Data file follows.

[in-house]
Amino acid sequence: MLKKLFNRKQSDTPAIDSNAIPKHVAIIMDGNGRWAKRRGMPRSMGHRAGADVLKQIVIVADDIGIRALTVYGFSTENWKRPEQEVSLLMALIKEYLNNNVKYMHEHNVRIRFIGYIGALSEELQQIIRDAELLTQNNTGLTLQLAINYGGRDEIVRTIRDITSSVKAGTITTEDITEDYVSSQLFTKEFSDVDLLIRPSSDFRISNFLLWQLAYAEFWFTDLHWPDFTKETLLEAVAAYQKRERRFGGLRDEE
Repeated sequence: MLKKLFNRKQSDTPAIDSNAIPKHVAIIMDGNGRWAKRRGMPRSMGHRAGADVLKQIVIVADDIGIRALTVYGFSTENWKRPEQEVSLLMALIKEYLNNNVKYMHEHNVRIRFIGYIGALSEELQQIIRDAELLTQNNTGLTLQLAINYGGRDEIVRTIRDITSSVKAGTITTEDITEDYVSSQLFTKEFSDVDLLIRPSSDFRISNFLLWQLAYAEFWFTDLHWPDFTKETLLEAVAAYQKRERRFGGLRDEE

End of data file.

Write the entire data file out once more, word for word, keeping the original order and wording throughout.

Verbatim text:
[in-house]
Amino acid sequence: MLKKLFNRKQSDTPAIDSNAIPKHVAIIMDGNGRWAKRRGMPRSMGHRAGADVLKQIVIVADDIGIRALTVYGFSTENWKRPEQEVSLLMALIKEYLNNNVKYMHEHNVRIRFIGYIGALSEELQQIIRDAELLTQNNTGLTLQLAINYGGRDEIVRTIRDITSSVKAGTITTEDITEDYVSSQLFTKEFSDVDLLIRPSSDFRISNFLLWQLAYAEFWFTDLHWPDFTKETLLEAVAAYQKRERRFGGLRDEE
Repeated sequence: MLKKLFNRKQSDTPAIDSNAIPKHVAIIMDGNGRWAKRRGMPRSMGHRAGADVLKQIVIVADDIGIRALTVYGFSTENWKRPEQEVSLLMALIKEYLNNNVKYMHEHNVRIRFIGYIGALSEELQQIIRDAELLTQNNTGLTLQLAINYGGRDEIVRTIRDITSSVKAGTITTEDITEDYVSSQLFTKEFSDVDLLIRPSSDFRISNFLLWQLAYAEFWFTDLHWPDFTKETLLEAVAAYQKRERRFGGLRDEE